Better known as a monitor maker, the company is expected to jump into the desktop PC market this week by unveiling a computer running Windows XP Media Center.
Known primarily as a monitor manufacturer, the Walnut, Calif.-based company in recent months has expanded into computers as a way to defend, and even enhance, its position in displays. By designing and marketing its own computers, the company can highlight the advantage of its CRT (cathode-ray tube) monitors and flat-panel displays. For years, the company's marketing slogan was "ViewSonic on top," a takeoff of chipmaker Intel's advertising tagline, "Intel inside."
ViewSonic representatives would not comment on the upcoming computer, but sources said the company will unveil the new PC at the CES. Other companies are expected to unveil new Media Center PCs as well, according to sources. Media Center is a variant of the Windows XP operating system that makes it easy to record television shows and to catalog music, pictures and video clips.
ViewSonic's computing push began in earnest in September, when the company released a Pocket PC. In November it unfurled a tablet PC, a portable Windows-based PC with the capability to recognize handwriting.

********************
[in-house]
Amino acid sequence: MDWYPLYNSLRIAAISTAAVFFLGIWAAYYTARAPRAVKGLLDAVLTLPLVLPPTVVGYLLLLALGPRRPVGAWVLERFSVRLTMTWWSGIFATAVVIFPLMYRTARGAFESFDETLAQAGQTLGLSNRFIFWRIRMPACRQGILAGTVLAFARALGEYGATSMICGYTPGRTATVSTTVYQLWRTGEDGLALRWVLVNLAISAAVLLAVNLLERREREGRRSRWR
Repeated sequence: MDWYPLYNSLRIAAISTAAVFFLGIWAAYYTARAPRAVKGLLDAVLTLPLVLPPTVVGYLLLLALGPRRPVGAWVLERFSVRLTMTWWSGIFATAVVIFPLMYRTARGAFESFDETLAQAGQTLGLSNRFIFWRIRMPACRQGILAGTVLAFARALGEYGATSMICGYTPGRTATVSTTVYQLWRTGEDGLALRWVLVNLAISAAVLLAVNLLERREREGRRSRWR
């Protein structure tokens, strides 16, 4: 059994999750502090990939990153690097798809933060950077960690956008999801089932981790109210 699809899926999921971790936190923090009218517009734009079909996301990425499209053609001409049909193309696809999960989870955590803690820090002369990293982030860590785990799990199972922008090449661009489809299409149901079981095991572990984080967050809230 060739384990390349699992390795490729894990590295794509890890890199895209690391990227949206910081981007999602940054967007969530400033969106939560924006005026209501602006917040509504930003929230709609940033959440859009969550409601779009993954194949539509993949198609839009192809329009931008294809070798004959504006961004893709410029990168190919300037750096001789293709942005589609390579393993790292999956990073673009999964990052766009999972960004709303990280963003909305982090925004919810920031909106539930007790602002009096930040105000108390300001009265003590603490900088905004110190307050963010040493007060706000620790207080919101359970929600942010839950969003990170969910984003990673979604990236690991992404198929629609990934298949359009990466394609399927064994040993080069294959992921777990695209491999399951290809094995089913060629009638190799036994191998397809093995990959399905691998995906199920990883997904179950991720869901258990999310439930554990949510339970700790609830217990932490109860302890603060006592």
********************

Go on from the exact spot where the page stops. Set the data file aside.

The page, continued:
ViewSonic has also pledged to develop a Smart Display, a portable screen for reading Internet material on the go. The first Smart Displays are expected to come out at CES, which begins Wednesday night with a speech from Microsoft chairman Bill Gates.
ViewSonic's timing is curious, considering the PC has been mired in a prolonged slump. When told that ViewSonic was moving into the market, one analyst paused and simply asked, "Why?" PC sales dropped for the first time in 15 years in 2001 and grew only slightly in 2002, according to various market research firms.
Unit shipments are expected to improve in 2003, but manufacturers must also contend with dramatic price declines. A top-of-the-line Hewlett Packard PC with a 2.5GHz Pentium 4 chip, 512MB of memory, a 120GB hard drive and a DVD writer with Microsoft's Media Center OS sells for $1,649, for instance. Notebook computers can regularly be had for under $1,000.
In 2000, ViewSonic tried unsuccessfully to sell Internet appliances. To be fair, every other manufacturer also failed.
Still, the company won't be the first to use a PC to sell monitors. Sharp, the Japanese electronics giant, participates in the notebook market partly as a way to show off its display technology. The company is currently demonstrating a 3D screen that will likely appear in commercially available notebooks toward the end of the year.